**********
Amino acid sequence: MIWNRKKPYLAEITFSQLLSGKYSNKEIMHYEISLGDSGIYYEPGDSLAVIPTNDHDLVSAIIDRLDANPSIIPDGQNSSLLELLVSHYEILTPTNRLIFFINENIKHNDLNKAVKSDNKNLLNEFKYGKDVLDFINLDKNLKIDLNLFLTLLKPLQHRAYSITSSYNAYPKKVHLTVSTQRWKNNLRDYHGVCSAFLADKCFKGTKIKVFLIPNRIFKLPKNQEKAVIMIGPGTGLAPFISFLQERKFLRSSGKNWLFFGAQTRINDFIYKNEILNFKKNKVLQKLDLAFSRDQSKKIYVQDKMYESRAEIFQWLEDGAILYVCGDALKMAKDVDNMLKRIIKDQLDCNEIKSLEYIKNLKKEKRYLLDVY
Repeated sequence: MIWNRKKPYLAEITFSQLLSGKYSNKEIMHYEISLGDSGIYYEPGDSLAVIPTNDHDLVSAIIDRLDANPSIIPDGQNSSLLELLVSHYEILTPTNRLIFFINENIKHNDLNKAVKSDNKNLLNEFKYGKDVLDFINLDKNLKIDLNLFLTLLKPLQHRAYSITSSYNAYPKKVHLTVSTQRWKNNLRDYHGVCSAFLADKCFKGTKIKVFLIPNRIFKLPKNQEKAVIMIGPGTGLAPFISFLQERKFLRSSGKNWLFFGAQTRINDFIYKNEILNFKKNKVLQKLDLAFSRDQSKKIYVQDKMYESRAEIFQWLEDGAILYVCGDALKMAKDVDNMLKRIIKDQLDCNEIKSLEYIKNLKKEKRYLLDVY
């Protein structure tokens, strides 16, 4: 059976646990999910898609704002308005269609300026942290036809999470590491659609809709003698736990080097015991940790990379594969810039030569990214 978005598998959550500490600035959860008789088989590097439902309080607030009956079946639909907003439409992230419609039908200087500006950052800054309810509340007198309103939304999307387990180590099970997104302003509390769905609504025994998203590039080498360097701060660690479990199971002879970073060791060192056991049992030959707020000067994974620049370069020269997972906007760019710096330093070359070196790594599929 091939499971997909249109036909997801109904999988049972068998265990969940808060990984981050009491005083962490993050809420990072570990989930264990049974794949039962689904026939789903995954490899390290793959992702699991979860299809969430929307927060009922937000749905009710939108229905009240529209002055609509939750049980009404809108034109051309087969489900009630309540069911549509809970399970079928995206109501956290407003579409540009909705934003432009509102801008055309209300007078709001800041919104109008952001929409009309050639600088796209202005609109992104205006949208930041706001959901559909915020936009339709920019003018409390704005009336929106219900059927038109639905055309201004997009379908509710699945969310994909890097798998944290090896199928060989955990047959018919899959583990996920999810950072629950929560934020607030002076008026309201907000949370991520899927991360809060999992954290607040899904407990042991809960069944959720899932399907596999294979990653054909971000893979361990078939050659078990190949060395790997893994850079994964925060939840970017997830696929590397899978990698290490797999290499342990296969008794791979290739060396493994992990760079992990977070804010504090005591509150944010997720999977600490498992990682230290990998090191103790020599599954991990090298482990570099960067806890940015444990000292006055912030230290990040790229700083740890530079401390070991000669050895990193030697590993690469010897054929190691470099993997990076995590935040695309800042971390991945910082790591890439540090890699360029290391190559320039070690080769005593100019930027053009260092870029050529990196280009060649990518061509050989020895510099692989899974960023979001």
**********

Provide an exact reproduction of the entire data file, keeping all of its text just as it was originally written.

Amino acid sequence: MIWNRKKPYLAEITFSQLLSGKYSNKEIMHYEISLGDSGIYYEPGDSLAVIPTNDHDLVSAIIDRLDANPSIIPDGQNSSLLELLVSHYEILTPTNRLIFFINENIKHNDLNKAVKSDNKNLLNEFKYGKDVLDFINLDKNLKIDLNLFLTLLKPLQHRAYSITSSYNAYPKKVHLTVSTQRWKNNLRDYHGVCSAFLADKCFKGTKIKVFLIPNRIFKLPKNQEKAVIMIGPGTGLAPFISFLQERKFLRSSGKNWLFFGAQTRINDFIYKNEILNFKKNKVLQKLDLAFSRDQSKKIYVQDKMYESRAEIFQWLEDGAILYVCGDALKMAKDVDNMLKRIIKDQLDCNEIKSLEYIKNLKKEKRYLLDVY
Repeated sequence: MIWNRKKPYLAEITFSQLLSGKYSNKEIMHYEISLGDSGIYYEPGDSLAVIPTNDHDLVSAIIDRLDANPSIIPDGQNSSLLELLVSHYEILTPTNRLIFFINENIKHNDLNKAVKSDNKNLLNEFKYGKDVLDFINLDKNLKIDLNLFLTLLKPLQHRAYSITSSYNAYPKKVHLTVSTQRWKNNLRDYHGVCSAFLADKCFKGTKIKVFLIPNRIFKLPKNQEKAVIMIGPGTGLAPFISFLQERKFLRSSGKNWLFFGAQTRINDFIYKNEILNFKKNKVLQKLDLAFSRDQSKKIYVQDKMYESRAEIFQWLEDGAILYVCGDALKMAKDVDNMLKRIIKDQLDCNEIKSLEYIKNLKKEKRYLLDVY
């Protein structure tokens, strides 16, 4: 059976646990999910898609704002308005269609300026942290036809999470590491659609809709003698736990080097015991940790990379594969810039030569990214 978005598998959550500490600035959860008789088989590097439902309080607030009956079946639909907003439409992230419609039908200087500006950052800054309810509340007198309103939304999307387990180590099970997104302003509390769905609504025994998203590039080498360097701060660690479990199971002879970073060791060192056991049992030959707020000067994974620049370069020269997972906007760019710096330093070359070196790594599929 091939499971997909249109036909997801109904999988049972068998265990969940808060990984981050009491005083962490993050809420990072570990989930264990049974794949039962689904026939789903995954490899390290793959992702699991979860299809969430929307927060009922937000749905009710939108229905009240529209002055609509939750049980009404809108034109051309087969489900009630309540069911549509809970399970079928995206109501956290407003579409540009909705934003432009509102801008055309209300007078709001800041919104109008952001929409009309050639600088796209202005609109992104205006949208930041706001959901559909915020936009339709920019003018409390704005009336929106219900059927038109639905055309201004997009379908509710699945969310994909890097798998944290090896199928060989955990047959018919899959583990996920999810950072629950929560934020607030002076008026309201907000949370991520899927991360809060999992954290607040899904407990042991809960069944959720899932399907596999294979990653054909971000893979361990078939050659078990190949060395790997893994850079994964925060939840970017997830696929590397899978990698290490797999290499342990296969008794791979290739060396493994992990760079992990977070804010504090005591509150944010997720999977600490498992990682230290990998090191103790020599599954991990090298482990570099960067806890940015444990000292006055912030230290990040790229700083740890530079401390070991000669050895990193030697590993690469010897054929190691470099993997990076995590935040695309800042971390991945910082790591890439540090890699360029290391190559320039070690080769005593100019930027053009260092870029050529990196280009060649990518061509050989020895510099692989899974960023979001």